CBO estimates that receipts in June 2017 totaled $339 billion—$10 billion (or 3 percent) more than those in the same month last year. Withholding of individual income and payroll taxes rose by $15 billion (or 8 percent); that growth largely reflects increases in wages and salaries. Nonwithheld individual income and payroll taxes increased by $2 billion (or 3 percent) and receipts of corporate income taxes fell by $4 billion (or 6 percent); those payments represent individuals’ and corporations’ second quarterly payments of estimated taxes for the 2017 tax year. Remittances from the Federal Reserve decreased by $4 billion (or 36 percent), in part because the month included one fewer Wednesday (the day each week when remittances are received by the Treasury) and in part because the central bank paid higher interest rates on reserve balances.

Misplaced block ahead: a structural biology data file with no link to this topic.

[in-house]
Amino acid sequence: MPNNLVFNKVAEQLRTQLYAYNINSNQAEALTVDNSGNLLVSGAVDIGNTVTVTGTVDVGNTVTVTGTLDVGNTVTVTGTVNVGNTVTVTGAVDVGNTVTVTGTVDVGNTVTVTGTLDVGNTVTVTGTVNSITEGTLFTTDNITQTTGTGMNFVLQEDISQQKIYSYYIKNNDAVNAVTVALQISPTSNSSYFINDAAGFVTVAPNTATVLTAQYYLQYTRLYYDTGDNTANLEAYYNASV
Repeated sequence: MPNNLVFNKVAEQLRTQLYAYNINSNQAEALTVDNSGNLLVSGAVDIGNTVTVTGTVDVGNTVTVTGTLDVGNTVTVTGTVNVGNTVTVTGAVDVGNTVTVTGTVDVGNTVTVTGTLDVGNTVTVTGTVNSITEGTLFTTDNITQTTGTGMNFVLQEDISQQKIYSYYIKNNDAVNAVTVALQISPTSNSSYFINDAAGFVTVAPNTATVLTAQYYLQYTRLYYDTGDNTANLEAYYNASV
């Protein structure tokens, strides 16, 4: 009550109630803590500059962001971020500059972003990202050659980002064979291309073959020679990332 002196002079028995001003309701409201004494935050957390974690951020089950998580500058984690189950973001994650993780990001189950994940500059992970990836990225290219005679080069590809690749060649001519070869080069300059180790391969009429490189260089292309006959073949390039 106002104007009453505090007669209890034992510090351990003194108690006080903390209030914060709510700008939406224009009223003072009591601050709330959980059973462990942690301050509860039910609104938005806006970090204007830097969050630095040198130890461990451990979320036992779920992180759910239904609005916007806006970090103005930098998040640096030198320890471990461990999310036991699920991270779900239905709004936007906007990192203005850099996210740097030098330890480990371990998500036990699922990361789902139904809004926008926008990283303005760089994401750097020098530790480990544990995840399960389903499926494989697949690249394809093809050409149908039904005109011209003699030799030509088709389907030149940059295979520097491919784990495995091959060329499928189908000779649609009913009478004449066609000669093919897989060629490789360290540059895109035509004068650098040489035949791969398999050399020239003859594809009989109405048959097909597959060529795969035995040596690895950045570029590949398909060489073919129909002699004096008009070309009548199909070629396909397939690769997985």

Total spending in June 2017 was $426 billion, CBO estimates—$103 billion more than spending in June 2016. Much of that increase stemmed from shifts in the timing of certain payments from July to June this year. If not for those shifts, the increase would have been $59 billion (or 18 percent). (The changes discussed below reflect adjustments to account for those shifts.)

Among the larger changes in outlays were the following:

  • Outlays for the Departments of Education and Housing and Urban Development increased by $33 billion and $21 billion, respectively, because of upward revisions to the estimated net subsidy costs of loans and loan guarantees issued in prior years, as discussed above.
  • The government received $4 billion more in payments from Fannie Mae and Freddie Mac than it did last year. Those payments are recorded as offsets to spending and thus reduce net outlays.

Spending for other programs and activities increased or decreased by smaller amounts.

Actual Deficit in May 2017: $88 Billion

The Treasury Department reported a deficit of $88 billion for May—$1 billion more than CBO estimated last month, on the basis of the Daily Treasury Statements, in the Monthly Budget Review for May 2017.

Full CBO Report Here